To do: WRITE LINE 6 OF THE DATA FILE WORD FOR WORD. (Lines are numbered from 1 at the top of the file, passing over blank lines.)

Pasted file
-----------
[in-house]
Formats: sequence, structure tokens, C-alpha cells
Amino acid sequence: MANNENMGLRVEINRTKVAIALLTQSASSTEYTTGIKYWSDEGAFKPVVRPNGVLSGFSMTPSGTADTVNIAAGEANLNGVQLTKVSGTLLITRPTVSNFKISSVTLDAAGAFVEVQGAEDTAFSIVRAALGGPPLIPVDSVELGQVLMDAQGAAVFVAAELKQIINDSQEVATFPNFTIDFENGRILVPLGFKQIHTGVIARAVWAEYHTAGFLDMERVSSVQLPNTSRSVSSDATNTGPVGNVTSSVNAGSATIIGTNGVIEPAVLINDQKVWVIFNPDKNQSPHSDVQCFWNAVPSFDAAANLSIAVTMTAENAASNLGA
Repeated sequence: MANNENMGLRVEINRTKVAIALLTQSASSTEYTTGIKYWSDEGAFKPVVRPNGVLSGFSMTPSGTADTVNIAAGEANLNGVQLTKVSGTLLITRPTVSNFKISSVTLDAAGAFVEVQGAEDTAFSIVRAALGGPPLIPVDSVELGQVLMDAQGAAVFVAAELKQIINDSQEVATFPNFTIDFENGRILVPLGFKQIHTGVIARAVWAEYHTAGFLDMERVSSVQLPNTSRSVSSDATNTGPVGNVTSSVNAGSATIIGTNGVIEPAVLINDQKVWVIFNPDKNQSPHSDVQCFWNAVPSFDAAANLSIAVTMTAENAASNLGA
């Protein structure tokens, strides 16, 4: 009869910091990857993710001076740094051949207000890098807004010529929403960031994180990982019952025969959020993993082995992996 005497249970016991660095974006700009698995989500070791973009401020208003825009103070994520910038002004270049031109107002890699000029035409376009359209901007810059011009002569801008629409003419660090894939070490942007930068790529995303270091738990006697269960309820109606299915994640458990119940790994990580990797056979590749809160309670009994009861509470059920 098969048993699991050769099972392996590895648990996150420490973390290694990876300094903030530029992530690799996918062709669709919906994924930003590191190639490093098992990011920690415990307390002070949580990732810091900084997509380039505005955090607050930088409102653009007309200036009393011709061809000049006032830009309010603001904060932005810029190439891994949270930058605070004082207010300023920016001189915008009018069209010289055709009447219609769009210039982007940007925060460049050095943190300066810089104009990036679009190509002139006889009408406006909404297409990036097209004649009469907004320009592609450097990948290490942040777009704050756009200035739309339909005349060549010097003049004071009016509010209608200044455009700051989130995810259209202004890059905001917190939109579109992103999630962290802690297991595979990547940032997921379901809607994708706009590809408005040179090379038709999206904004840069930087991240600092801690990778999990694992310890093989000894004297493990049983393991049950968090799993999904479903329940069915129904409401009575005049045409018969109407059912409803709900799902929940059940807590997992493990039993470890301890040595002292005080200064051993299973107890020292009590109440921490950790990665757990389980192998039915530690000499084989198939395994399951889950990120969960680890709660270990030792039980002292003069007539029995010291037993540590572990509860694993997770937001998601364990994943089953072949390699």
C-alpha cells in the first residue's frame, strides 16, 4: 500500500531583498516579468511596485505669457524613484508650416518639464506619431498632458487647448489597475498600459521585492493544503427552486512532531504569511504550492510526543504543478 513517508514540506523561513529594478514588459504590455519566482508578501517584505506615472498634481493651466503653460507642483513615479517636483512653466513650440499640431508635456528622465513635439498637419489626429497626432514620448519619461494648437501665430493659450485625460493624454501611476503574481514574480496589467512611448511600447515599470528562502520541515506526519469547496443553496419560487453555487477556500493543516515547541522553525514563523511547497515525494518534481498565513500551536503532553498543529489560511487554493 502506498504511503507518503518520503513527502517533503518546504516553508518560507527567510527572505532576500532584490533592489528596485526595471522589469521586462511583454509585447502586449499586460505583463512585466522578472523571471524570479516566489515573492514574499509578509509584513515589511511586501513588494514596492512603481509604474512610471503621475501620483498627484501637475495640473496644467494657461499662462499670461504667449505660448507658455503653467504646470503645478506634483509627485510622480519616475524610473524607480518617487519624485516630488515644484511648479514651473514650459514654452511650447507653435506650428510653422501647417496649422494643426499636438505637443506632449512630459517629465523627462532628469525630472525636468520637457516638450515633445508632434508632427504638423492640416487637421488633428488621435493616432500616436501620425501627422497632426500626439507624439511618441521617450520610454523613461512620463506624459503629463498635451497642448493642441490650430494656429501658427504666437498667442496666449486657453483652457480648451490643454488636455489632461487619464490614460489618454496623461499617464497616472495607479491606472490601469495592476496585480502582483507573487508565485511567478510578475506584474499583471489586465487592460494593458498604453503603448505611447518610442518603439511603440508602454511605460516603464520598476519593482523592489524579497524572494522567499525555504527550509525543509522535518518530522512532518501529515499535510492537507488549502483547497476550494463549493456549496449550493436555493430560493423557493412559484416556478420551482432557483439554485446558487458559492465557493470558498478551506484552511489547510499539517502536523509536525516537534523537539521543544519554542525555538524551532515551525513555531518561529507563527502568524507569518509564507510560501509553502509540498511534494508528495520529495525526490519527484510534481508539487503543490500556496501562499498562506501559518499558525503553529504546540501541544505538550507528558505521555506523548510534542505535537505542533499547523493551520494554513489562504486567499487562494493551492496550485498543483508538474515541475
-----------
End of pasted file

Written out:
C-alpha cells in the first residue's frame, strides 16, 4: 500500500531583498516579468511596485505669457524613484508650416518639464506619431498632458487647448489597475498600459521585492493544503427552486512532531504569511504550492510526543504543478 513517508514540506523561513529594478514588459504590455519566482508578501517584505506615472498634481493651466503653460507642483513615479517636483512653466513650440499640431508635456528622465513635439498637419489626429497626432514620448519619461494648437501665430493659450485625460493624454501611476503574481514574480496589467512611448511600447515599470528562502520541515506526519469547496443553496419560487453555487477556500493543516515547541522553525514563523511547497515525494518534481498565513500551536503532553498543529489560511487554493 502506498504511503507518503518520503513527502517533503518546504516553508518560507527567510527572505532576500532584490533592489528596485526595471522589469521586462511583454509585447502586449499586460505583463512585466522578472523571471524570479516566489515573492514574499509578509509584513515589511511586501513588494514596492512603481509604474512610471503621475501620483498627484501637475495640473496644467494657461499662462499670461504667449505660448507658455503653467504646470503645478506634483509627485510622480519616475524610473524607480518617487519624485516630488515644484511648479514651473514650459514654452511650447507653435506650428510653422501647417496649422494643426499636438505637443506632449512630459517629465523627462532628469525630472525636468520637457516638450515633445508632434508632427504638423492640416487637421488633428488621435493616432500616436501620425501627422497632426500626439507624439511618441521617450520610454523613461512620463506624459503629463498635451497642448493642441490650430494656429501658427504666437498667442496666449486657453483652457480648451490643454488636455489632461487619464490614460489618454496623461499617464497616472495607479491606472490601469495592476496585480502582483507573487508565485511567478510578475506584474499583471489586465487592460494593458498604453503603448505611447518610442518603439511603440508602454511605460516603464520598476519593482523592489524579497524572494522567499525555504527550509525543509522535518518530522512532518501529515499535510492537507488549502483547497476550494463549493456549496449550493436555493430560493423557493412559484416556478420551482432557483439554485446558487458559492465557493470558498478551506484552511489547510499539517502536523509536525516537534523537539521543544519554542525555538524551532515551525513555531518561529507563527502568524507569518509564507510560501509553502509540498511534494508528495520529495525526490519527484510534481508539487503543490500556496501562499498562506501559518499558525503553529504546540501541544505538550507528558505521555506523548510534542505535537505542533499547523493551520494554513489562504486567499487562494493551492496550485498543483508538474515541475